It was aggravating. Just 300 km to the west many hams I know in FN03, EN93 and nearby grids (and eventually extending west right across the country) were working a steady stream of JA, HL, DU and BY. Here is FN24 I decoded a total of 3 FT8 messages, and that was from a single JA. That's it. While it was going on I was exchanging messages with a couple of friends in FN14, about 100 km to the west, and they didn't hear anything at all (my antenna is better).
In the map below you can see that the beginning of the peak probability for the path to Japan and the vicinity is 2200Z when the sun is midway between here and there, and therefore the greatest insolation on the northern edge of the path. Sporadic E is sporadic but it needs energy input.
This was my second near miss with JA this year. It's a difficult path and the rain has to end somewhere. That somewhere was near Toronto. The good fortune did extend further south, along the same path from the northwest that favoured southern Ontario. You just had to be in the right place; FN24 was in the rain and FN03 was in the sunshine.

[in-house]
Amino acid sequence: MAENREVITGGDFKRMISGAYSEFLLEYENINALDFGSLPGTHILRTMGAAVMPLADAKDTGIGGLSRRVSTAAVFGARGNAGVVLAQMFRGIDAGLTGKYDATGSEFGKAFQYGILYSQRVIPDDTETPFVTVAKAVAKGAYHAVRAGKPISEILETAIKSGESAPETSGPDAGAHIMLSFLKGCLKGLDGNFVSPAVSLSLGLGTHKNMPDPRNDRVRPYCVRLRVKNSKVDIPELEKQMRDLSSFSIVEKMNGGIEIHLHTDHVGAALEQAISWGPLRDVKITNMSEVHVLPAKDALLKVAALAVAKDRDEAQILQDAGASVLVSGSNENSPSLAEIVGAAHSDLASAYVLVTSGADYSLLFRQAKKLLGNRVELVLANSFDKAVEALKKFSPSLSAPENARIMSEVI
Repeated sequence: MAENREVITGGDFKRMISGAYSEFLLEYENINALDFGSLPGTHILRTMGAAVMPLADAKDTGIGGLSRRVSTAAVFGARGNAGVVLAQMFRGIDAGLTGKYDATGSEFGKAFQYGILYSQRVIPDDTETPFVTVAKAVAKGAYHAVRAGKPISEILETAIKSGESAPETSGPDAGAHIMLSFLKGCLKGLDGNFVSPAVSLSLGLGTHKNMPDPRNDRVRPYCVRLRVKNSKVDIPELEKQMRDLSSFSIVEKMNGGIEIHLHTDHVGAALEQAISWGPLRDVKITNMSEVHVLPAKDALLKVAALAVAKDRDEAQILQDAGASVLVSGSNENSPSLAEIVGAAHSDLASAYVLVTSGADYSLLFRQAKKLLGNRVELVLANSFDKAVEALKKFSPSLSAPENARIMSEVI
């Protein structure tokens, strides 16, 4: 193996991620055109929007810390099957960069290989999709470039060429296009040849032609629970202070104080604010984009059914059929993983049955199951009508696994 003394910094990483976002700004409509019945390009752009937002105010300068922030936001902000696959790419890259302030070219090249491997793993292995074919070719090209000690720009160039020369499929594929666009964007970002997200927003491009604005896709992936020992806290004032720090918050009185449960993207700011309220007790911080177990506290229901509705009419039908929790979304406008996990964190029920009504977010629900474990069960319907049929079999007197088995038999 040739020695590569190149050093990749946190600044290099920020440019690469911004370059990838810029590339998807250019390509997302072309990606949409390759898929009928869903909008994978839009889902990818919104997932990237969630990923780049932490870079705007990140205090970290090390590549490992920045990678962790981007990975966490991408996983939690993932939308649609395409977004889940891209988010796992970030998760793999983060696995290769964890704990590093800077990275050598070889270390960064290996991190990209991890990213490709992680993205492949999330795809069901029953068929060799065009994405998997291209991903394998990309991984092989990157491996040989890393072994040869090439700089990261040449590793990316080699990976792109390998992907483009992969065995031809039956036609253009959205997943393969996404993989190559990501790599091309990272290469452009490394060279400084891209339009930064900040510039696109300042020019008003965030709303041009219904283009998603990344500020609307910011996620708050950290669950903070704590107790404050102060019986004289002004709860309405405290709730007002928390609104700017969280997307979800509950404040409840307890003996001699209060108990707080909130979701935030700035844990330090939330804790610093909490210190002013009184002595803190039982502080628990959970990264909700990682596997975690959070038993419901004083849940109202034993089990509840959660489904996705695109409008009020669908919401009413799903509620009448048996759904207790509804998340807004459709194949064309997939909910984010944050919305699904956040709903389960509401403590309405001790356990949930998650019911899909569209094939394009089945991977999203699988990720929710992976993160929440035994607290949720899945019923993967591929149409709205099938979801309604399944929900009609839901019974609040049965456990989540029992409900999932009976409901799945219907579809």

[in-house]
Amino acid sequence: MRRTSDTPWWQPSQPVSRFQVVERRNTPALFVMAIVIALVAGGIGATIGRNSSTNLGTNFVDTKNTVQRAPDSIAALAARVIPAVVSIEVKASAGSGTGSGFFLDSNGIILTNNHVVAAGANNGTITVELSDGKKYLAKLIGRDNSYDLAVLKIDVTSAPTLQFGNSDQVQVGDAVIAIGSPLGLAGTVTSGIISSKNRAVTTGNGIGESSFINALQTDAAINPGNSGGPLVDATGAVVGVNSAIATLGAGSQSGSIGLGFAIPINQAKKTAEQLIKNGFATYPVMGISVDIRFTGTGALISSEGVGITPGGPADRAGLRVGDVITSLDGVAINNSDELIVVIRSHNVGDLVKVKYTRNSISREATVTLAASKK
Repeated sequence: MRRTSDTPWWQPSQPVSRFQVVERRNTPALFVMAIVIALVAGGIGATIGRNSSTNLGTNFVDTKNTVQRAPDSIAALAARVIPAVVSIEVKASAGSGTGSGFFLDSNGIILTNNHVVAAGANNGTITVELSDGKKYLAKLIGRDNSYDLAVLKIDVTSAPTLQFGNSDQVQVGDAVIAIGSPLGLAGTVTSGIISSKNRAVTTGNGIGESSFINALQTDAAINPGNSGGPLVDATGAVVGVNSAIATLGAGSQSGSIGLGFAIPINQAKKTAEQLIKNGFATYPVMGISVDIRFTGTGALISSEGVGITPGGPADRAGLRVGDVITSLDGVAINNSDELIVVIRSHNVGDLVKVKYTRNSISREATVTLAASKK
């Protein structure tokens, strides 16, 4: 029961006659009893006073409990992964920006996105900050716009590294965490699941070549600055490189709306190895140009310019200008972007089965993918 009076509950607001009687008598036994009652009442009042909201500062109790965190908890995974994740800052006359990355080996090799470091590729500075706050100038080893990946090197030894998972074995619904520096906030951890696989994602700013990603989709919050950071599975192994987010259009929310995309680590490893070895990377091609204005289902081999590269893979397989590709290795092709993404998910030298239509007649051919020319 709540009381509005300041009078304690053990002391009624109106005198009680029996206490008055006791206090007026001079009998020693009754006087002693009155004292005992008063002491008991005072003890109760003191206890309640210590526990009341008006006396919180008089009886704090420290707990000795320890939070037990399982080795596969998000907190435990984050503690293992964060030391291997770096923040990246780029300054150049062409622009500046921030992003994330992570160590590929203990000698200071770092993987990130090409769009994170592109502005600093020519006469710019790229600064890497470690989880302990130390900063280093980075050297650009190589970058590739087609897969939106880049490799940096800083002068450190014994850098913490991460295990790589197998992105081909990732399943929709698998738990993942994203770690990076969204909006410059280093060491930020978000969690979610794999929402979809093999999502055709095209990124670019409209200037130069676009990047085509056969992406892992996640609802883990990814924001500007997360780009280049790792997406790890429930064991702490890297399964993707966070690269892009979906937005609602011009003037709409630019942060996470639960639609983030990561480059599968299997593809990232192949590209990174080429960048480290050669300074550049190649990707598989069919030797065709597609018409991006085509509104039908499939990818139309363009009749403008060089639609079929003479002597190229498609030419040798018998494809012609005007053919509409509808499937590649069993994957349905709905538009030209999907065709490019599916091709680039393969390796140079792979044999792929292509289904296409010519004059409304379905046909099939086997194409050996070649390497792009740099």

I shouldn't complain too much. I had my day with working Japan last year, and there is reason to hope for more this year. To the east, further from the line of propagation, the big gun 6 meter stations heard nothing. It's a difficult path since a short move east brings the path from the Far East closer to the north pole. The benefit of 24 hour daylight in the Arctic at the solstice is rarely sufficient.
The next example of spotlight propagation is one that favoured me and few others. During a marginal opening to Europe I saw 6W1TA calling CQ on FT8. I turned the beam east and his signal came up nicely. Since I worked him earlier this year I let him be. I tend not to make duplicate contacts since you never know if the person will be annoyed or glad to know he's getting through. However I am always happy to respond to duplicate callers.